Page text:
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Starting a Business

Chasing Brilliance

Brilliant companies are innovators, trailblazers and influencers--sometimes without even knowing it.
Magazine Contributor
Editor in Chief/VP
2 min read

This story appears in the June 2010 issue of Entrepreneur. Subscribe »

Somewhere in the shadow of the gratuitously covered corporations and their well-heeled CEOs lies a far less obvious and far more colorful subset: entrepreneurial companies and their leaders. We like to call them the Brilliant 100.

These companies are the influencers and trailblazers who innovate and reinvent--sometimes without even knowing it. Collectively, they are companies that eviscerate Jurassic business models and sometimes democratize entire industries, much to the chagrin of said industries. These companies constantly recast notions, and occasionally they fly in the face of reason. (Keep reading.)

These are, to us at least, the 100 brilliant companies to watch. Led by dazzling 'treps, they will inspire the next generation of greatness. They will effect change. They will directly impact the economy.

And they will piss off a lot of the old guard.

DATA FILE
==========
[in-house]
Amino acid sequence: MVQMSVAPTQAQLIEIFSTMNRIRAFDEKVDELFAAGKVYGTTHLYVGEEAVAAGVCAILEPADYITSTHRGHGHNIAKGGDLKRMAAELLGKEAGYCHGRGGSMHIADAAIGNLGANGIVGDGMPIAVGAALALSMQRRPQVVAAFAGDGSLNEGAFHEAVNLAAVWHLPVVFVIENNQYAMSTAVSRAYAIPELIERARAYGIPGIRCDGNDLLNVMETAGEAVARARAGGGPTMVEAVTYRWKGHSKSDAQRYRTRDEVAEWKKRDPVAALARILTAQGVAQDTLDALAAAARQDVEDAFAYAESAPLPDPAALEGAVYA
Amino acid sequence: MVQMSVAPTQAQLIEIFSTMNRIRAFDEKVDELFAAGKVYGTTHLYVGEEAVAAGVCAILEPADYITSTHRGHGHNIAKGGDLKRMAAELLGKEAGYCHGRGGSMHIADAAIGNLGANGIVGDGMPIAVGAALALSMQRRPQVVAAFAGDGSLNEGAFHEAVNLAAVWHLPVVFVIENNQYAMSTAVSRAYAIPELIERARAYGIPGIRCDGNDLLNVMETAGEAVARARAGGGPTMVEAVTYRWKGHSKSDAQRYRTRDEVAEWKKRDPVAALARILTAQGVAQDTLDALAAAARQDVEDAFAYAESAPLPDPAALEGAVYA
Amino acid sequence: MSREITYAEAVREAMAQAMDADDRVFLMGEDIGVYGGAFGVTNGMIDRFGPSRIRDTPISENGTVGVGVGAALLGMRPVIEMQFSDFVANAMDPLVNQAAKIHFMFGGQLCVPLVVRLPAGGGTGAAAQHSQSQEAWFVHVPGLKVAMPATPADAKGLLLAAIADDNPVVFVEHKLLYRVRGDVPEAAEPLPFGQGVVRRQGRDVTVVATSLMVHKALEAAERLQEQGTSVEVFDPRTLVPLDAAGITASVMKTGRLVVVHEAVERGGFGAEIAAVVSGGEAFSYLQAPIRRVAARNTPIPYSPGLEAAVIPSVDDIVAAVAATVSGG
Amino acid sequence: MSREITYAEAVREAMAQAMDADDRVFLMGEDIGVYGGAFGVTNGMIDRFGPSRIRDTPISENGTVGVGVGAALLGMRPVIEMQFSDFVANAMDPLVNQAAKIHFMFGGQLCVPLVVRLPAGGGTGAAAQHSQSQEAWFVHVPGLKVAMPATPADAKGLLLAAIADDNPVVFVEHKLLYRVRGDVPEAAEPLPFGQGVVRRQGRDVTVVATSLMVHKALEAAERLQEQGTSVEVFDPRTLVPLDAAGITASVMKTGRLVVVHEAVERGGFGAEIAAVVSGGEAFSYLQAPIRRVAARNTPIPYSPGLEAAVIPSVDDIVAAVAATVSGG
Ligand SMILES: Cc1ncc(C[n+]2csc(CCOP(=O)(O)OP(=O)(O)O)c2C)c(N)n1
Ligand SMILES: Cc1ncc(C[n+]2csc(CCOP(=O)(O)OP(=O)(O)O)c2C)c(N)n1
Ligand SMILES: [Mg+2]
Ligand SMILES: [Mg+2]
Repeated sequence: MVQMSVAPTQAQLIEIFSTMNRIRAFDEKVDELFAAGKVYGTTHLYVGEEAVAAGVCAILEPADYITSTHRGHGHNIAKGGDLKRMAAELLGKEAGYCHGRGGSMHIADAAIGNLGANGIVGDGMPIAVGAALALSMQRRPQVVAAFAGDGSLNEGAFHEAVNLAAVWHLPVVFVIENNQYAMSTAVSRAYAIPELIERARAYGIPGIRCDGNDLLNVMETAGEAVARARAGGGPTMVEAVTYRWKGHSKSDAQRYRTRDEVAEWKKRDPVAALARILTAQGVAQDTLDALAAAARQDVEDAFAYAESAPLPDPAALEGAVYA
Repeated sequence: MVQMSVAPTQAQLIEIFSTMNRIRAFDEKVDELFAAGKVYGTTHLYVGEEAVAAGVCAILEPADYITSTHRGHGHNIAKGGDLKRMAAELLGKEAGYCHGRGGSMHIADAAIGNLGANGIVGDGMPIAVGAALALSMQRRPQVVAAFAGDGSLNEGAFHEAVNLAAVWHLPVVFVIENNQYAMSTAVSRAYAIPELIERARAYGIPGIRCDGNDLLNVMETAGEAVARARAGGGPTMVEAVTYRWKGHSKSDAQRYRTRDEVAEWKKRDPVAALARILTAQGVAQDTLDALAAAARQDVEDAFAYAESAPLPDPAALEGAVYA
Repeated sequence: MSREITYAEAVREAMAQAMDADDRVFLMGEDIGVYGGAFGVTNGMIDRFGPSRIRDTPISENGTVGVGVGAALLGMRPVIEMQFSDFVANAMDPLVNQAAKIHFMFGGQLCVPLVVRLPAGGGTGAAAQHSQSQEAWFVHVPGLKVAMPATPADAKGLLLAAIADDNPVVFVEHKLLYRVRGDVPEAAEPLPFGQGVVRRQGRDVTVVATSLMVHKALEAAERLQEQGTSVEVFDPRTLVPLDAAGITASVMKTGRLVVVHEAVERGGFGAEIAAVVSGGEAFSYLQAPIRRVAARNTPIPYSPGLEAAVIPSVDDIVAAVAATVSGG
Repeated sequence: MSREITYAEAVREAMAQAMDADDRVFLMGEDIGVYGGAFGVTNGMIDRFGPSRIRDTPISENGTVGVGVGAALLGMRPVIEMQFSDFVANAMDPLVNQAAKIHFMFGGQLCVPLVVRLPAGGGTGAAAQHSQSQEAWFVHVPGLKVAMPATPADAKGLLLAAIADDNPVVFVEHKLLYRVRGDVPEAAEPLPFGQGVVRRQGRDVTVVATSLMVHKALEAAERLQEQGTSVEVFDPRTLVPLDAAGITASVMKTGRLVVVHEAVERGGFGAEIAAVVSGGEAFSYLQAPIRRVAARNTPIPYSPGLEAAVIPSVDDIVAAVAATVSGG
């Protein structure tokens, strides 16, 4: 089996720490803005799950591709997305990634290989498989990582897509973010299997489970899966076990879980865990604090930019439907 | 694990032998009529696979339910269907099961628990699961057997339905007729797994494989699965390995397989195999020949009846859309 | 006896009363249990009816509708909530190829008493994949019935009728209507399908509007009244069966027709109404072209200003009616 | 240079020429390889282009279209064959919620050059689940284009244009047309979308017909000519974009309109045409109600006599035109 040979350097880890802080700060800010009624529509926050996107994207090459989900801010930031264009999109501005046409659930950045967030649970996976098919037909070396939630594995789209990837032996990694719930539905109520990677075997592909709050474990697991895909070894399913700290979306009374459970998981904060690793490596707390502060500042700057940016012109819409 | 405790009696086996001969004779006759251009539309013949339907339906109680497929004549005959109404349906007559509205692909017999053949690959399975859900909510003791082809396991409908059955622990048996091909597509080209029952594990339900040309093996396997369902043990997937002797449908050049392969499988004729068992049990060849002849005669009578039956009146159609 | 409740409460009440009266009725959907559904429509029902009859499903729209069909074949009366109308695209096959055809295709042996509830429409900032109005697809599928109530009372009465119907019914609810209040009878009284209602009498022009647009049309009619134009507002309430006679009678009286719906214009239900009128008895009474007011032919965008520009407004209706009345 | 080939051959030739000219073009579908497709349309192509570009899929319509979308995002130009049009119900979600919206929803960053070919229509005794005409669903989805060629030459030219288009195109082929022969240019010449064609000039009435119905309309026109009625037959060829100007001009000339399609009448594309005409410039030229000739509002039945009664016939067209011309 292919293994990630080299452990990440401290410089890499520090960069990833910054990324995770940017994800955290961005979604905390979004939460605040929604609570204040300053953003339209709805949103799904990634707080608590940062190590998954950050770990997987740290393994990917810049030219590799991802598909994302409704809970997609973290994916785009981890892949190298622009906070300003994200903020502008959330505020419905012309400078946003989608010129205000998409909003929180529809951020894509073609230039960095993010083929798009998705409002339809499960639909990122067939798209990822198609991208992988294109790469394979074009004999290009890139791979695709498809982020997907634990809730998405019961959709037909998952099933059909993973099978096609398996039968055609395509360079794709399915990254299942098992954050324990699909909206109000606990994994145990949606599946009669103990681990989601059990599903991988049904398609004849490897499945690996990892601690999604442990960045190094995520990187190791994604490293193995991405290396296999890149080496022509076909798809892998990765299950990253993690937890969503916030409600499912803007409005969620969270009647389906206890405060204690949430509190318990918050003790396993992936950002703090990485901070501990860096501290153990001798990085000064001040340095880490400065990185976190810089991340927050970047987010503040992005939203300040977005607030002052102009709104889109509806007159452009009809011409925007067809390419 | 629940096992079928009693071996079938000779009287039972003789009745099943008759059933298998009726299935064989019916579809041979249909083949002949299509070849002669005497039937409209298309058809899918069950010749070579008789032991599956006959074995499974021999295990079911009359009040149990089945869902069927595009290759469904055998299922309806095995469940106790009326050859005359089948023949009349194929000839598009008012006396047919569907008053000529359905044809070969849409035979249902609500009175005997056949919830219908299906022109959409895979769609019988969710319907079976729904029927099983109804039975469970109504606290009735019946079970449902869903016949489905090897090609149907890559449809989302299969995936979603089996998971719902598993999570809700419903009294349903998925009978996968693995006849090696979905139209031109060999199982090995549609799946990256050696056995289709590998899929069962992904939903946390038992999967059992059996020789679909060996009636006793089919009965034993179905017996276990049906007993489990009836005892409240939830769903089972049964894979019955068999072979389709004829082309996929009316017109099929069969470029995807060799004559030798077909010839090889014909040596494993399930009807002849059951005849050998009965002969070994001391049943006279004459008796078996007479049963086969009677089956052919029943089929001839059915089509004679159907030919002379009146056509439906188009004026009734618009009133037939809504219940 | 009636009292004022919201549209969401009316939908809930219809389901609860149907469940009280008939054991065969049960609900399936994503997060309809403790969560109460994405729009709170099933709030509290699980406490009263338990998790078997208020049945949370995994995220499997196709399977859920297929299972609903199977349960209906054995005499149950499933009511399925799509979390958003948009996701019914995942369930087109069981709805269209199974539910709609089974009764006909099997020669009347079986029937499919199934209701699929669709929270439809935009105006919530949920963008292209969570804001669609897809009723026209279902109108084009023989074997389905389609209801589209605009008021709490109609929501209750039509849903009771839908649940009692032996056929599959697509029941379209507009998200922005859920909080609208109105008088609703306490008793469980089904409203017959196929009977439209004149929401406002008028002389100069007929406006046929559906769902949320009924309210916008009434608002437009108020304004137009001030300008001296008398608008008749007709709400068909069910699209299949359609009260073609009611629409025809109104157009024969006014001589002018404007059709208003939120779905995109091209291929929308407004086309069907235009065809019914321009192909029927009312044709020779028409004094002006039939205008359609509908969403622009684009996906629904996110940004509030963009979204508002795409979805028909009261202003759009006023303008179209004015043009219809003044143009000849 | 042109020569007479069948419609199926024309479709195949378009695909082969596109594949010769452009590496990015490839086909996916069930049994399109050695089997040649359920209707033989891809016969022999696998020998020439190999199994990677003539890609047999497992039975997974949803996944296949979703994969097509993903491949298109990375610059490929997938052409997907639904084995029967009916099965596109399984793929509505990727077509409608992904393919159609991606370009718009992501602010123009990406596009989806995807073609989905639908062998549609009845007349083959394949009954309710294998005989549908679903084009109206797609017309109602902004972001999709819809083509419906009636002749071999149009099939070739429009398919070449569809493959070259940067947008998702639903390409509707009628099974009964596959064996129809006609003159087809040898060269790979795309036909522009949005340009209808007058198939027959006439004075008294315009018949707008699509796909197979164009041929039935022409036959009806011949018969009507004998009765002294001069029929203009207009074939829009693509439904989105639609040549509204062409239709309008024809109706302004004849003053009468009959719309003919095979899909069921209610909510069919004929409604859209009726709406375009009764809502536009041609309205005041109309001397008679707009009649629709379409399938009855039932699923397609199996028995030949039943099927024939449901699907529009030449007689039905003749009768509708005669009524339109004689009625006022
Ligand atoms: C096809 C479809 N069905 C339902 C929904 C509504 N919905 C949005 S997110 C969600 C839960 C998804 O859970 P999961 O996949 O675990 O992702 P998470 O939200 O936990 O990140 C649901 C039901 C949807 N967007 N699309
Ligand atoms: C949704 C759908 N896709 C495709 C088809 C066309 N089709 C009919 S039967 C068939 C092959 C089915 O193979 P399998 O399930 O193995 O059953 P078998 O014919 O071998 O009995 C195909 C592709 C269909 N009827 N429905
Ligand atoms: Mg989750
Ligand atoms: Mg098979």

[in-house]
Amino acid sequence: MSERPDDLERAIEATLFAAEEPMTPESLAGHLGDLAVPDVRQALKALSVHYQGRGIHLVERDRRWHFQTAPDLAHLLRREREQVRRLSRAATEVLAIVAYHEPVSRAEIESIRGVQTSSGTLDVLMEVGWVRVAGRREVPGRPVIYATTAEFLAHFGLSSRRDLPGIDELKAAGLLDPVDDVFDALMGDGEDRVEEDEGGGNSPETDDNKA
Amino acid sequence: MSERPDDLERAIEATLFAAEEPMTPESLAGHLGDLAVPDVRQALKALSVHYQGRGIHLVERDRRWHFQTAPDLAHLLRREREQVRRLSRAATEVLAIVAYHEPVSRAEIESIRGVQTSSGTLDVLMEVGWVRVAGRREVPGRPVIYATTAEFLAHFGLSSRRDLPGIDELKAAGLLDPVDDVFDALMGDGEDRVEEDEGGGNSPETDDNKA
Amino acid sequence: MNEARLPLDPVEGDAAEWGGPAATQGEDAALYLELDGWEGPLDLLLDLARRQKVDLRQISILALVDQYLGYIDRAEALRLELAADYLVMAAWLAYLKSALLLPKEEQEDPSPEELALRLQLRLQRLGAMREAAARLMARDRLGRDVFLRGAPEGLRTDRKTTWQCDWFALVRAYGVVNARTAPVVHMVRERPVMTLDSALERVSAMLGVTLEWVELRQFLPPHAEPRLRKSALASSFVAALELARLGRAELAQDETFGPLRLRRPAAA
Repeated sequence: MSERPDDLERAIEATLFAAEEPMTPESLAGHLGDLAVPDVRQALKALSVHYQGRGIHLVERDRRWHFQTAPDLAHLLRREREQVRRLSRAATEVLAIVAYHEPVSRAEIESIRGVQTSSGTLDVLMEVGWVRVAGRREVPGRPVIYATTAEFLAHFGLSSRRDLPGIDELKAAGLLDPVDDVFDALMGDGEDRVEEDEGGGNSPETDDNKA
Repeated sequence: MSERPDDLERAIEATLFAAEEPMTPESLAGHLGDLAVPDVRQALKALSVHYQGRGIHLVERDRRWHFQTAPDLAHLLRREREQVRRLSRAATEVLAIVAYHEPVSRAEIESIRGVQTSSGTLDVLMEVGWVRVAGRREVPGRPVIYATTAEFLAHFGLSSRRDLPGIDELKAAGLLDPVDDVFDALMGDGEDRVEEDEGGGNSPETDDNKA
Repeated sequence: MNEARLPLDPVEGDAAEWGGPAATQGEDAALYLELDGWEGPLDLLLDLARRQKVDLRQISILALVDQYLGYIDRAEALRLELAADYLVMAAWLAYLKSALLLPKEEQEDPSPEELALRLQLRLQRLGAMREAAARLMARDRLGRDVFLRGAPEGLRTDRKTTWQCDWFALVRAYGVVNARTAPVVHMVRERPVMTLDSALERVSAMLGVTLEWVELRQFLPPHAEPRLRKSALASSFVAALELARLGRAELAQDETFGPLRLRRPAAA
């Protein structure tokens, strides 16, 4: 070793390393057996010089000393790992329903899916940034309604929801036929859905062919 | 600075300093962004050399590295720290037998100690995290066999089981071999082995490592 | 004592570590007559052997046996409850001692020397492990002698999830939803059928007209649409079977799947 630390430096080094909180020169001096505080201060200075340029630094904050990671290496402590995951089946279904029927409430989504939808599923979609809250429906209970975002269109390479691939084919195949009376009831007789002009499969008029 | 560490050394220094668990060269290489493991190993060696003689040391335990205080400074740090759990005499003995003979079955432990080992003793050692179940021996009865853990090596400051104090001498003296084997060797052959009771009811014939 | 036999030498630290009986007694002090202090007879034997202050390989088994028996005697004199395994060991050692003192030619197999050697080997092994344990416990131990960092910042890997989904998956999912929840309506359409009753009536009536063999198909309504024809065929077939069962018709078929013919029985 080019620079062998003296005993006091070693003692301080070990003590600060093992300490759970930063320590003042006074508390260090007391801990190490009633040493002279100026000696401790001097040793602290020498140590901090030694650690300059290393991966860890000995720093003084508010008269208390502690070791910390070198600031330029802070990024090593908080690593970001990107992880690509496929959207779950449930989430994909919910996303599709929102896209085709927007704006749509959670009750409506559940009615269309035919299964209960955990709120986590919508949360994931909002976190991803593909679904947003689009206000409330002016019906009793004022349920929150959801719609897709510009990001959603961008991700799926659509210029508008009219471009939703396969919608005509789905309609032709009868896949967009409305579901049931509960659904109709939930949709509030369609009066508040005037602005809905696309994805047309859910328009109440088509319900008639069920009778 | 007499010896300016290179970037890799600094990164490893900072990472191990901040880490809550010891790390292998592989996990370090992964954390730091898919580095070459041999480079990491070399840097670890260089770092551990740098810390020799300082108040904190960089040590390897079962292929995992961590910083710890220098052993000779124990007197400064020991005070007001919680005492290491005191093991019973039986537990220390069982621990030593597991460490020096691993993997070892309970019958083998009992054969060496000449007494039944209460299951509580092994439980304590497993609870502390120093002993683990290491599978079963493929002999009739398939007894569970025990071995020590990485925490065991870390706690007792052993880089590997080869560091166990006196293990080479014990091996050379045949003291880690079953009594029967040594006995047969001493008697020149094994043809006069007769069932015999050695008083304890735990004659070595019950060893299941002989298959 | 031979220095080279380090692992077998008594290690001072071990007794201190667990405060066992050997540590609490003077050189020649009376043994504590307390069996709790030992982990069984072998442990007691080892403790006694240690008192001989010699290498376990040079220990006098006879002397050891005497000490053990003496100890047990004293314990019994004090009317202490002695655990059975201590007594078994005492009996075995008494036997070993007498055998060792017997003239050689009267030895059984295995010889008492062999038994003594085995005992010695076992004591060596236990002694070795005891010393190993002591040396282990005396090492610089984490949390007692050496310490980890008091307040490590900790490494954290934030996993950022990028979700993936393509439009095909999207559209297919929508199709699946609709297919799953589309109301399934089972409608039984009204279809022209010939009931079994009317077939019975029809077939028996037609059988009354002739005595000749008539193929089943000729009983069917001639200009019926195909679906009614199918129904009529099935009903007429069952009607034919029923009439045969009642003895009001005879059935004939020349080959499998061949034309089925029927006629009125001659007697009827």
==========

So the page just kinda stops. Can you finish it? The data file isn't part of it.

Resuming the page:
For that, we celebrate them. (Not that we like pissing people off. But we like change. And, OK, sometimes we like pissing people off.)

What makes a company brilliant is hard to measure, and it differs from company to company. But there are common threads that link them together: Simplicity and clarity, from idea to execution. Sureness of self, reflected in a company's success and presence.

Most of the Brilliant 100 have capitalized on opportunities no one else envisioned. That's what 'treps do. Take, for example, the current culture of the tightwad. We found 10 companies--from BillShrink to Groupon--that took the concept of cheap and developed its potential. It's genius. Everyone is looking to save money right now, and a groundswell of companies is tapping into this need.

And who would have imagined that dog goggles would captivate an audience of pet enthusiasts? That's right--dog goggles. To protect dogs' eyes. The pet sector is astounding: Americans plunked down $45.5 billion on their furry friends in 2009--a 5.4 percent increase over the previous year. It's a market rife with opportunity. Maybe the hamster hat's time has come.

Opportunity abounds right now. To take your idea to execution, be brilliant. Be able to explain it in two sentences or less. That is the theme of this year's Brilliant 100. Simple, obvious, curious, playful and innovative. That's what you need to be.

Amy C. Cosper
Follow me on Twitter, @EntMagazineAmy

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